Researchers swabbing earwax to detect stress levels

A new device that swabs earwax to detect a stress hormone may transform care for people battling depression and other stress-related conditions, researchers say.

The team from University College London, among other institutions in Germany and Chile, sampled the technique in 37 participants. Findings were published this week in the Heliyon journal.

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“Cortisol sampling is notoriously difficult, as levels of the hormone can fluctuate, so a sample might not be an accurate reflection of a person’s chronic cortisol levels,” Dr. Andres Herane-Vives, lead researcher and lecturer at the University College London, said in a news release. “Moreover, sampling methods themselves can induce stress and influence the results.”

However, Herane-Vives says cortisol levels (the primary stress hormone, per the Mayo Clinic) in earwax “appear to be more stable,” and the new device was said to make it easier for sampling and testing, as opposed to hair sampling, among other methods.

The lead researcher is organizing a company called Trears, in hopes to bring the new earwax sampling devices to the market. (Photo courtesy of University College London)

“Cortisol has been considered as a possible biomarker, or objective biological measure, for depression, but researchers have been stymied by challenges in accurately measuring cortisol levels,” per the news release.

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Hair samples were said to be a common technique but have some pitfalls: they are costly, time-consuming and can’t capture longer-term cortisol levels. The new earwax sampling device can be done at home, and it comes with a “brake” to stop the device from dangerously probing too far into the ear, per the release.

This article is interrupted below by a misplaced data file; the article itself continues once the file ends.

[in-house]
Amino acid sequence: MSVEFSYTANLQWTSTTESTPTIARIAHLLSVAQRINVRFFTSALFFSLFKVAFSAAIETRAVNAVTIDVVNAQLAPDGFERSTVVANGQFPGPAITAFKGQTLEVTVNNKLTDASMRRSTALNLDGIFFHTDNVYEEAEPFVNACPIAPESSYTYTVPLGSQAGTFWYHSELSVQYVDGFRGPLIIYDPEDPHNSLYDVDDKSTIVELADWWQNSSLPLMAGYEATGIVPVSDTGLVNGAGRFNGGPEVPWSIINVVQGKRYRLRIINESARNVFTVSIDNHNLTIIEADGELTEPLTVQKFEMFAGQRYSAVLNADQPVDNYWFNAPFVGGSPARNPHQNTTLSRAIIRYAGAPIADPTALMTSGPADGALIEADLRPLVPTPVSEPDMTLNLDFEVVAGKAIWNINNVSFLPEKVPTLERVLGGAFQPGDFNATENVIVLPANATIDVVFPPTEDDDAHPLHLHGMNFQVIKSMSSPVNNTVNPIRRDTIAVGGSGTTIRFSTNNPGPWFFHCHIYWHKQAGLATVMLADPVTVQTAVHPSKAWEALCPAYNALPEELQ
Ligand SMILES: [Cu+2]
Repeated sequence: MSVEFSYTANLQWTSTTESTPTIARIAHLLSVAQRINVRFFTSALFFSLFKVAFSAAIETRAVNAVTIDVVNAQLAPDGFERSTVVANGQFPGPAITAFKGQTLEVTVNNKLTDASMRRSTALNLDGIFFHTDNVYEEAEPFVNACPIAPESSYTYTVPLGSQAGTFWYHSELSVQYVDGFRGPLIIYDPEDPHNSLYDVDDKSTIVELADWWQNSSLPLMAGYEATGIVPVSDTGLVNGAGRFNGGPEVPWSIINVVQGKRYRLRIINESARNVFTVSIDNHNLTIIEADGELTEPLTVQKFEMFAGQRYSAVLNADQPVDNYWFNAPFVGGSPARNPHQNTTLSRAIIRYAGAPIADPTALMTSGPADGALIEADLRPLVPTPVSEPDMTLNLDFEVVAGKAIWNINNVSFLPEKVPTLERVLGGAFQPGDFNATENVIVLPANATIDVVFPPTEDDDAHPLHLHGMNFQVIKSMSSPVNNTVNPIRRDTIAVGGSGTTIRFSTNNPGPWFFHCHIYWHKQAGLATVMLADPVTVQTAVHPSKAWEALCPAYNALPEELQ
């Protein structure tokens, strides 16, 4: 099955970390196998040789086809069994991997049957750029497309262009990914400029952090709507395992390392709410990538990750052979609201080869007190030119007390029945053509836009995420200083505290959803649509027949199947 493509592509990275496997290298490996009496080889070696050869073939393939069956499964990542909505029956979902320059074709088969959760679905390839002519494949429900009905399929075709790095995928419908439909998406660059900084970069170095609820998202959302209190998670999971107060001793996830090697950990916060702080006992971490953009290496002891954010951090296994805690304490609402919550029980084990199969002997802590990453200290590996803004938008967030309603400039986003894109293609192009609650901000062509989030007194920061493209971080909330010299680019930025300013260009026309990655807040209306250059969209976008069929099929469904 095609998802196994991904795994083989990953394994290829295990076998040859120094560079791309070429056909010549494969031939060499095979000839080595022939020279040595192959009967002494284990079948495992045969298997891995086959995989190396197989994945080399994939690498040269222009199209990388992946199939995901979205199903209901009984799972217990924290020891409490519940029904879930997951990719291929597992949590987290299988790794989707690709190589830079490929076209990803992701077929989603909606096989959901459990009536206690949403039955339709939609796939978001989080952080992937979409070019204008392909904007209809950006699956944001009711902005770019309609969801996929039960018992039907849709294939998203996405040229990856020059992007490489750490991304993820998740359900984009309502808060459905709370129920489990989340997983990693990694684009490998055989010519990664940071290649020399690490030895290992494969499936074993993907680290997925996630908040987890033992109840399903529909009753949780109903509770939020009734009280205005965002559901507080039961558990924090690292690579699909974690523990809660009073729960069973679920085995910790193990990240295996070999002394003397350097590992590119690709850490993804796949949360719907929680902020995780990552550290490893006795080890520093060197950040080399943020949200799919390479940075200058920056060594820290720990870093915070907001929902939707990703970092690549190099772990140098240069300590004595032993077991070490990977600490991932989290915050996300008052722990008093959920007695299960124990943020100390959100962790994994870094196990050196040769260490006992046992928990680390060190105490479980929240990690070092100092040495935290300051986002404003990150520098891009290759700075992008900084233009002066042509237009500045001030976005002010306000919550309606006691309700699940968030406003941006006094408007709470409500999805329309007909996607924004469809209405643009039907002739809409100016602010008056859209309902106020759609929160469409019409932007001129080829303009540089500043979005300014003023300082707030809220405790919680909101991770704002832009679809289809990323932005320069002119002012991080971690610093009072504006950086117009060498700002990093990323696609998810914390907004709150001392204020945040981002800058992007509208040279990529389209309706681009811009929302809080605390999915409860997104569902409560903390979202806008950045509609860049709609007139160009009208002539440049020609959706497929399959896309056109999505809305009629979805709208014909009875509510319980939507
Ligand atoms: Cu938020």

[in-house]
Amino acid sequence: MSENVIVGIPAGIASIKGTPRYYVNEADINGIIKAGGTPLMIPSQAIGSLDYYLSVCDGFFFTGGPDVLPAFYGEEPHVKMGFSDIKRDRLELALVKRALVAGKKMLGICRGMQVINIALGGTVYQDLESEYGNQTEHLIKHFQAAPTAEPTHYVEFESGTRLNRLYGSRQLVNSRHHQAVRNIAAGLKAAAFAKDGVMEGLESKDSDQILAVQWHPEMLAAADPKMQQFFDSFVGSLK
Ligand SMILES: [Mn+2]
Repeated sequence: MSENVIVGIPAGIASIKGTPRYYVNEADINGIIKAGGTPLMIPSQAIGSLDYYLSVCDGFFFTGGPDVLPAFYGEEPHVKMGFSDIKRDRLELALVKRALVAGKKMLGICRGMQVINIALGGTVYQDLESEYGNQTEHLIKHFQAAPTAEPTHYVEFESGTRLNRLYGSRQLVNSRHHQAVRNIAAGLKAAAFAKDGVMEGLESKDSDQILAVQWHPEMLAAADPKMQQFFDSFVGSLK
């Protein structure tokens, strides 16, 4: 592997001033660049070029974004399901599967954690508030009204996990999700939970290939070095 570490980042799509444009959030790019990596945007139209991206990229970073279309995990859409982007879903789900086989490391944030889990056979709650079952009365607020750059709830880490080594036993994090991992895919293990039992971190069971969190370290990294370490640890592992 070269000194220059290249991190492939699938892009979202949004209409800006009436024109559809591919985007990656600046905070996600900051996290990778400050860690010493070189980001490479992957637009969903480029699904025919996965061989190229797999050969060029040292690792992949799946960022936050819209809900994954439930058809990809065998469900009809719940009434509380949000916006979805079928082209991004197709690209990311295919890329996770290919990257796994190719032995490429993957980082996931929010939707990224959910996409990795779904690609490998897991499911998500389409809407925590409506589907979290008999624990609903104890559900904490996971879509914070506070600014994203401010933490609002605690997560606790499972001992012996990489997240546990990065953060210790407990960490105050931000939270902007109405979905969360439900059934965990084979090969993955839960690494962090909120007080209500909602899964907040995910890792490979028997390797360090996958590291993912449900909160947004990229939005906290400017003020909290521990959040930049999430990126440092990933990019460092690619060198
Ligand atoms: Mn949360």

Researchers found that the earwax sampling "yielded more cortisol than hair samples," per the release. (Photo courtesy of University College London)

Researchers found that the earwax sampling “yielded more cortisol than hair samples,” per the release. (Photo courtesy of University College London)

In the preliminary study, the 37 participants tried different cortisol sampling methods, like a syringe procedure, said to be painful, and the new device, while researchers also took blood and hair samples. 

“The researchers found that earwax samples yielded more cortisol than hair samples, and the new technique was the fastest and potentially cheapest method,” per the release.

“After this successful pilot study, if our device holds up to further scrutiny in larger trials, we hope to transform diagnostics and care for millions of people with depression or cortisol-related conditions such as Addison’s disease and Cushing syndrome, and potentially numerous other conditions,” Herane-Vives said.

The release also mentioned efforts using the device to detect coronavirus antibodies.

The lead researcher is organizing a new company called “Trears” in hopes to bring the device to the market with support from the university’s startup program.

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